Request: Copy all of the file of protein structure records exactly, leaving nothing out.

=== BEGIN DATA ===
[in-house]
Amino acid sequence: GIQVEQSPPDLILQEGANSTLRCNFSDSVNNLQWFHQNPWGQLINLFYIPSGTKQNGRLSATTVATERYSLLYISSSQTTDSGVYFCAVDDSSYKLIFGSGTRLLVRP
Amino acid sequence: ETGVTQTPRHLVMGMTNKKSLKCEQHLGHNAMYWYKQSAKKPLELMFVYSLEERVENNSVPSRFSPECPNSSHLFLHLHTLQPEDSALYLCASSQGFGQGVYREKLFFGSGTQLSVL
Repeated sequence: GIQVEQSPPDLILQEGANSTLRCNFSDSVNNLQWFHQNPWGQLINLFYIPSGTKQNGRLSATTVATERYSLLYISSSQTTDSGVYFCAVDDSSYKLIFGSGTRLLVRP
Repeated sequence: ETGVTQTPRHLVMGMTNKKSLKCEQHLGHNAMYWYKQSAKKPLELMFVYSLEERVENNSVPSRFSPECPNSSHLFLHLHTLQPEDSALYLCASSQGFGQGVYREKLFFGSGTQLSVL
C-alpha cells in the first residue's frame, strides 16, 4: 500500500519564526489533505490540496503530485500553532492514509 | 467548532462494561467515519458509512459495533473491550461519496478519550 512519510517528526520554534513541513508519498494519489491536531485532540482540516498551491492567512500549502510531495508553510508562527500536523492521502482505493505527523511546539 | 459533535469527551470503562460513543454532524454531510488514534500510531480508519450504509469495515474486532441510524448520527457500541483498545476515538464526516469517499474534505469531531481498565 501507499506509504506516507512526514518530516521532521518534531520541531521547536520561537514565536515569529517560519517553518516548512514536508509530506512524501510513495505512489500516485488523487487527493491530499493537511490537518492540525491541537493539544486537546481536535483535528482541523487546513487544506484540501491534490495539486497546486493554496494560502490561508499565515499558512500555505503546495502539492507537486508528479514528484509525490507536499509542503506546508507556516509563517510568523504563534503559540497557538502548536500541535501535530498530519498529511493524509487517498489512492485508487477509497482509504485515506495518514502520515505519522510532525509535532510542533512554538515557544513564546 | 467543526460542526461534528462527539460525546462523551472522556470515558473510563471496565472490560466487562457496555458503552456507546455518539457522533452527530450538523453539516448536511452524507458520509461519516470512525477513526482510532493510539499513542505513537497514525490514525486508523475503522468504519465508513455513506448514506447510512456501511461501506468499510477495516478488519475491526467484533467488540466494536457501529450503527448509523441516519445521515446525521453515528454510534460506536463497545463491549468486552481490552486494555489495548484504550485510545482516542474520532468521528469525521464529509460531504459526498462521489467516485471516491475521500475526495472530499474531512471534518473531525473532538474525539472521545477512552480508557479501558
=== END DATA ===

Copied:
[in-house]
Amino acid sequence: GIQVEQSPPDLILQEGANSTLRCNFSDSVNNLQWFHQNPWGQLINLFYIPSGTKQNGRLSATTVATERYSLLYISSSQTTDSGVYFCAVDDSSYKLIFGSGTRLLVRP
Amino acid sequence: ETGVTQTPRHLVMGMTNKKSLKCEQHLGHNAMYWYKQSAKKPLELMFVYSLEERVENNSVPSRFSPECPNSSHLFLHLHTLQPEDSALYLCASSQGFGQGVYREKLFFGSGTQLSVL
Repeated sequence: GIQVEQSPPDLILQEGANSTLRCNFSDSVNNLQWFHQNPWGQLINLFYIPSGTKQNGRLSATTVATERYSLLYISSSQTTDSGVYFCAVDDSSYKLIFGSGTRLLVRP
Repeated sequence: ETGVTQTPRHLVMGMTNKKSLKCEQHLGHNAMYWYKQSAKKPLELMFVYSLEERVENNSVPSRFSPECPNSSHLFLHLHTLQPEDSALYLCASSQGFGQGVYREKLFFGSGTQLSVL
C-alpha cells in the first residue's frame, strides 16, 4: 500500500519564526489533505490540496503530485500553532492514509 | 467548532462494561467515519458509512459495533473491550461519496478519550 512519510517528526520554534513541513508519498494519489491536531485532540482540516498551491492567512500549502510531495508553510508562527500536523492521502482505493505527523511546539 | 459533535469527551470503562460513543454532524454531510488514534500510531480508519450504509469495515474486532441510524448520527457500541483498545476515538464526516469517499474534505469531531481498565 501507499506509504506516507512526514518530516521532521518534531520541531521547536520561537514565536515569529517560519517553518516548512514536508509530506512524501510513495505512489500516485488523487487527493491530499493537511490537518492540525491541537493539544486537546481536535483535528482541523487546513487544506484540501491534490495539486497546486493554496494560502490561508499565515499558512500555505503546495502539492507537486508528479514528484509525490507536499509542503506546508507556516509563517510568523504563534503559540497557538502548536500541535501535530498530519498529511493524509487517498489512492485508487477509497482509504485515506495518514502520515505519522510532525509535532510542533512554538515557544513564546 | 467543526460542526461534528462527539460525546462523551472522556470515558473510563471496565472490560466487562457496555458503552456507546455518539457522533452527530450538523453539516448536511452524507458520509461519516470512525477513526482510532493510539499513542505513537497514525490514525486508523475503522468504519465508513455513506448514506447510512456501511461501506468499510477495516478488519475491526467484533467488540466494536457501529450503527448509523441516519445521515446525521453515528454510534460506536463497545463491549468486552481490552486494555489495548484504550485510545482516542474520532468521528469525521464529509460531504459526498462521489467516485471516491475521500475526495472530499474531512471534518473531525473532538474525539472521545477512552480508557479501558